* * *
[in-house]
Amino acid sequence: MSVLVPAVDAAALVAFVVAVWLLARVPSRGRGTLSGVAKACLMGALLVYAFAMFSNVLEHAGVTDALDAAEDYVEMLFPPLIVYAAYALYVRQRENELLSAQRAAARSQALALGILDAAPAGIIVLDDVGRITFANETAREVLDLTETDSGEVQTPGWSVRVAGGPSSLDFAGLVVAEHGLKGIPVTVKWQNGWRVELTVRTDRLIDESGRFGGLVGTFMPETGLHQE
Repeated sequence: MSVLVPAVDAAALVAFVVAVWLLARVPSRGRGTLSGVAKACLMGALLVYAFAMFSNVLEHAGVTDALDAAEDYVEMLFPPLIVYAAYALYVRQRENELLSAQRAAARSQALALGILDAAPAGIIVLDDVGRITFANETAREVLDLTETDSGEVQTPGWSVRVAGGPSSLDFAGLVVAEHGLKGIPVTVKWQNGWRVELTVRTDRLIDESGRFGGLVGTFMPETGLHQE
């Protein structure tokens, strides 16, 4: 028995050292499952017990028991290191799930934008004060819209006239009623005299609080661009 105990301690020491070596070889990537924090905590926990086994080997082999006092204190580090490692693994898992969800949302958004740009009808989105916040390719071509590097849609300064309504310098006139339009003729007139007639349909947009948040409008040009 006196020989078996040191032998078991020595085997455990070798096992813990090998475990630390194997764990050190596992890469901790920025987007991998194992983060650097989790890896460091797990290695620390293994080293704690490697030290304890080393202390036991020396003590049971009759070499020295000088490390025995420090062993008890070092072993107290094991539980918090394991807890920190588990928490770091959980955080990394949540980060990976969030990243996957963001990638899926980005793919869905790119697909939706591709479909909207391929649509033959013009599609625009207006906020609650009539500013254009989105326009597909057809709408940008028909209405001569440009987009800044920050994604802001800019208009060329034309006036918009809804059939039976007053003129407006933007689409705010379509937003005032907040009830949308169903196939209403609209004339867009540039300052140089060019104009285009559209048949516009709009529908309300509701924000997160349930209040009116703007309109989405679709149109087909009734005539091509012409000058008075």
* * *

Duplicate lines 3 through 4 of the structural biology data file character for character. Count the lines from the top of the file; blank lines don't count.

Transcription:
Repeated sequence: MSVLVPAVDAAALVAFVVAVWLLARVPSRGRGTLSGVAKACLMGALLVYAFAMFSNVLEHAGVTDALDAAEDYVEMLFPPLIVYAAYALYVRQRENELLSAQRAAARSQALALGILDAAPAGIIVLDDVGRITFANETAREVLDLTETDSGEVQTPGWSVRVAGGPSSLDFAGLVVAEHGLKGIPVTVKWQNGWRVELTVRTDRLIDESGRFGGLVGTFMPETGLHQE
């Protein structure tokens, strides 16, 4: 028995050292499952017990028991290191799930934008004060819209006239009623005299609080661009 105990301690020491070596070889990537924090905590926990086994080997082999006092204190580090490692693994898992969800949302958004740009009808989105916040390719071509590097849609300064309504310098006139339009003729007139007639349909947009948040409008040009 006196020989078996040191032998078991020595085997455990070798096992813990090998475990630390194997764990050190596992890469901790920025987007991998194992983060650097989790890896460091797990290695620390293994080293704690490697030290304890080393202390036991020396003590049971009759070499020295000088490390025995420090062993008890070092072993107290094991539980918090394991807890920190588990928490770091959980955080990394949540980060990976969030990243996957963001990638899926980005793919869905790119697909939706591709479909909207391929649509033959013009599609625009207006906020609650009539500013254009989105326009597909057809709408940008028909209405001569440009987009800044920050994604802001800019208009060329034309006036918009809804059939039976007053003129407006933007689409705010379509937003005032907040009830949308169903196939209403609209004339867009540039300052140089060019104009285009559209048949516009709009529908309300509701924000997160349930209040009116703007309109989405679709149109087909009734005539091509012409000058008075």